Oklahomans gear up for Obama inauguration as state officials distribute tickets
BY WAYNE GREENE World Senior Writer
Thursday, January 10, 2013
1/10/13 at 7:00 AM
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Tulsa Democratic activist Sally Frasier has been to a few church revivals. And she's been to a few presidential inaugurations.
The excitement of joining in with other true believers is the same, she says.
"There's just something wonderful about being around that many people who share your passion for this president and his goals and dreams," Frasier said.
Frasier is one of hundreds of Oklahomans heading to Washington later this month for inaugural events.
Barack Obama received only 33 percent of the Nov. 6 vote in Oklahoma, and only three other states recorded lower portions of their votes for Obama.
Nonetheless, tickets for the inauguration are still a hot item among local Obama supporters, some of whom are complaining about how the state's all-Republican congressional delegation is distributing official tickets for the event.
"We've gotten feedback from a lot of our people who have submitted their names in the lottery, and they haven't heard anything back," said Tulsa County Democratic Party Vice Chairman Michael Whelan. "I don't know who they're giving their tickets out to, but they're definitely not letting us know who they're inviting."
Spokesmen for the state's congressional delegation say they will distribute the tickets as fairly as possible.
Jared Young, spokesman for U.S. Sen. Jim Inhofe, said that office held a drawing Tuesday to distribute the 393 tickets it was given.
Tim Ross, spokesman for U.S. Rep. Markwayne Mullin, said that office will have fewer than 200 tickets to pass out.
"We've had a few requests but not very many," Ross said. "We are distributing our share on a first-come, first-served basis."
Harvey Sparks, scheduler for U.S. Rep. Jim Bridenstine, said that office is keeping a list of constituents who want tickets, which will be distributed on a first-come, first-served basis once inaugural officials say how many tickets will be available.
To apply for a ticket, constituents can send an email request to email@example.com. The email should include a name, address, telephone number and the number of tickets needed.
Tickets will be distributed after the office finds out how many tickets inauguration officials will make available. Tickets cannot be mailed and must be picked up at Bridenstine's Capitol office a day or two prior to the inauguration. No tickets will be distributed on inauguration day.
Planners expect a crowd of 500,000 to 800,000 for the Jan. 21 inauguration of Obama and Vice President Joe Biden at the U.S. Capitol. In 2009, crowds were estimated at 1.5 million.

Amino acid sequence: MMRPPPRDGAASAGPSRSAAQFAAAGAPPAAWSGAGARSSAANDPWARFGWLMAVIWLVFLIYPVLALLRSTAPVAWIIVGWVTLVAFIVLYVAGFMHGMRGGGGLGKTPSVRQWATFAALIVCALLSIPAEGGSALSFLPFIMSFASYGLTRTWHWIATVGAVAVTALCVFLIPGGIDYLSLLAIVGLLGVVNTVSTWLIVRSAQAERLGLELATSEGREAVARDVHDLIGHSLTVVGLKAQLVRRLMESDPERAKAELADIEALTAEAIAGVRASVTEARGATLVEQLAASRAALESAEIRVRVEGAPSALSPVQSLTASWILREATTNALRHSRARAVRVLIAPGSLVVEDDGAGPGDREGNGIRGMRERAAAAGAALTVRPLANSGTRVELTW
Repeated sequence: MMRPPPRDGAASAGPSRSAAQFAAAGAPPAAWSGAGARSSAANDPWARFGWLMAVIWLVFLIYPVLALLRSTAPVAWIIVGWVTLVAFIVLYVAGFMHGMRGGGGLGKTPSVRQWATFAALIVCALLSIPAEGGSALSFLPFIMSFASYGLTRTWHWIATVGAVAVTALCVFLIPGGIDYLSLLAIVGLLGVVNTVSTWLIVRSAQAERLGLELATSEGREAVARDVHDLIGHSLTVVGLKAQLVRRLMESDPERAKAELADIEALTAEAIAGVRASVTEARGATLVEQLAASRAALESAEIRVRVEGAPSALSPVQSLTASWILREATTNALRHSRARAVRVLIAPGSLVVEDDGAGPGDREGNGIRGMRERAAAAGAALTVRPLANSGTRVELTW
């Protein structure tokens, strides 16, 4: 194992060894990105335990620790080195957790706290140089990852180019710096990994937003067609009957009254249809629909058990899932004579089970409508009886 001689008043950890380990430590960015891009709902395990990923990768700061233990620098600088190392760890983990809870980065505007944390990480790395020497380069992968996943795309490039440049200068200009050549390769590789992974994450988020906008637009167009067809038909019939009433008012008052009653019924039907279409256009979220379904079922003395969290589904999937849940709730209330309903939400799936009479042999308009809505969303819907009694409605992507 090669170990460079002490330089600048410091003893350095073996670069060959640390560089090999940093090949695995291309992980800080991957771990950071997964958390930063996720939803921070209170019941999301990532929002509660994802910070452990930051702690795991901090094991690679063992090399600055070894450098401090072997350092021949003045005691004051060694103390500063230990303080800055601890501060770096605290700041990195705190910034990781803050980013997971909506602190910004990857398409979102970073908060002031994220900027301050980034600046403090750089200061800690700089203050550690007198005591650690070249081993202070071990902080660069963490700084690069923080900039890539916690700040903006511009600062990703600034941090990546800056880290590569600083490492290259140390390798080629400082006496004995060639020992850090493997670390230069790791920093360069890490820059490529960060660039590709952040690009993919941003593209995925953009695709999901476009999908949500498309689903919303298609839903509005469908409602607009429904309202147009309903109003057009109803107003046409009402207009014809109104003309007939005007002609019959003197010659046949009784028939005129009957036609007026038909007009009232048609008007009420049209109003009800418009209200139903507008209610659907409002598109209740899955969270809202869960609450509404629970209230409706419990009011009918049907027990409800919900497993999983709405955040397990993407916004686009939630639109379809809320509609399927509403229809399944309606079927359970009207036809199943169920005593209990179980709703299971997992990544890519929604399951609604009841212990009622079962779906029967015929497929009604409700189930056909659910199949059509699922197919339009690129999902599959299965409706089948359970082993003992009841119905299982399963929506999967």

For those who can't get official tickets through congressional offices, Whelan said there are a few other possible options:
Whelan said he will be attending his first presidential inauguration this year.
- Party workers and donors may receive tickets through the party. Tickets aren't for sale, Whelan said, but for some donors tickets to the inauguration and other events may be offered as gifts.
- Opportunities are still available to do volunteer work at inaugural activities, including the inauguration itself and the inauguration parade. There is no guarantee the volunteers will be accepted or that they will be assigned to the events they most want to attend. To volunteer, go to tulsaworld.com/inauguralvolunteers
- Standing-room-only public viewing areas will be available on a first-come, first-served basis for the inauguration and the inauguration parade. Public viewing areas may be very far from the events.
Because his wife won't be able to attend with him, he is taking Tulsa County Democratic Party Chairwoman Judy Eason McIntyre to the inaugural ball.
Whelan said the anticipation of the big day is tremendous.
"I am incredibly excited," Whelan said. "I was very proud of the work I did in the 2012 (election) cycle, and I feel honored to be invited to the festivities. I couldn't be more excited."
Original Print Headline: Obama excitement
Wayne Greene 918-581-8308
Sally Frasier, who lives in Tulsa and is headed to the upcoming inauguration of President Barack Obama and Vice President Joe Biden, holds a picture she had taken of her with President Obama last year in Cushing. CORY YOUNG/Tulsa World
Tulsa Democratic activist Sally Frasier holds glasses, pins and other memorabilia she got at the 1993 inauguration of Bill Clinton and Al Gore. CORY YOUNG/Tulsa World
Sally Frasier displays past inauguration memorabilia as she gears up to attend President Barack Obama's inauguration. "There's just something wonderful about being around that many people who share your passion for this president and his goals and dreams," she said. CORY YOUNG/Tulsa World